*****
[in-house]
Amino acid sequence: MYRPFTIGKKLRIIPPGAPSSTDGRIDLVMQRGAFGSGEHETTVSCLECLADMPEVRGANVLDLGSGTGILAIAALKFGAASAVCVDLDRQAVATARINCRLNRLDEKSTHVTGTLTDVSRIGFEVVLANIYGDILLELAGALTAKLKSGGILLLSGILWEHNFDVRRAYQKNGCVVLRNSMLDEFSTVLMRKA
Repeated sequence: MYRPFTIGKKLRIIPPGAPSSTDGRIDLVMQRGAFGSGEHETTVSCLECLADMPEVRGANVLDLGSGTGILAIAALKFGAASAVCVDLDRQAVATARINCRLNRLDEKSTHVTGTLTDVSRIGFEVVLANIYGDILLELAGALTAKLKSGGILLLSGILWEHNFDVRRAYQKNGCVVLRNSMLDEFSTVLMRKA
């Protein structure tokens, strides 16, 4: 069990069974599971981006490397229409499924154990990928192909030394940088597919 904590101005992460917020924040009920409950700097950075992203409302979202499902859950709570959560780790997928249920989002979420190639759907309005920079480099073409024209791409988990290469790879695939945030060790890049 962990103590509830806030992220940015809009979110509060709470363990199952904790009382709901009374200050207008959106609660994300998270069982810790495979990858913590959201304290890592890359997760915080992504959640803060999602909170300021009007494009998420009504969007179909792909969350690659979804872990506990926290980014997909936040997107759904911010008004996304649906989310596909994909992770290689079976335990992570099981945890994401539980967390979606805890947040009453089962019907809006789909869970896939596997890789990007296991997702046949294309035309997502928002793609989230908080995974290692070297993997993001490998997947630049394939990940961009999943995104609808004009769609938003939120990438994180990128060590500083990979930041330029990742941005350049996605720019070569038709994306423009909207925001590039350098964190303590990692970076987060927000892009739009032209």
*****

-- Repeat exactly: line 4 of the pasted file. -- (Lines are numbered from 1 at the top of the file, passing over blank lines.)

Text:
């Protein structure tokens, strides 16, 4: 069990069974599971981006490397229409499924154990990928192909030394940088597919 904590101005992460917020924040009920409950700097950075992203409302979202499902859950709570959560780790997928249920989002979420190639759907309005920079480099073409024209791409988990290469790879695939945030060790890049 962990103590509830806030992220940015809009979110509060709470363990199952904790009382709901009374200050207008959106609660994300998270069982810790495979990858913590959201304290890592890359997760915080992504959640803060999602909170300021009007494009998420009504969007179909792909969350690659979804872990506990926290980014997909936040997107759904911010008004996304649906989310596909994909992770290689079976335990992570099981945890994401539980967390979606805890947040009453089962019907809006789909869970896939596997890789990007296991997702046949294309035309997502928002793609989230908080995974290692070297993997993001490998997947630049394939990940961009999943995104609808004009769609938003939120990438994180990128060590500083990979930041330029990742941005350049996605720019070569038709994306423009909207925001590039350098964190303590990692970076987060927000892009739009032209």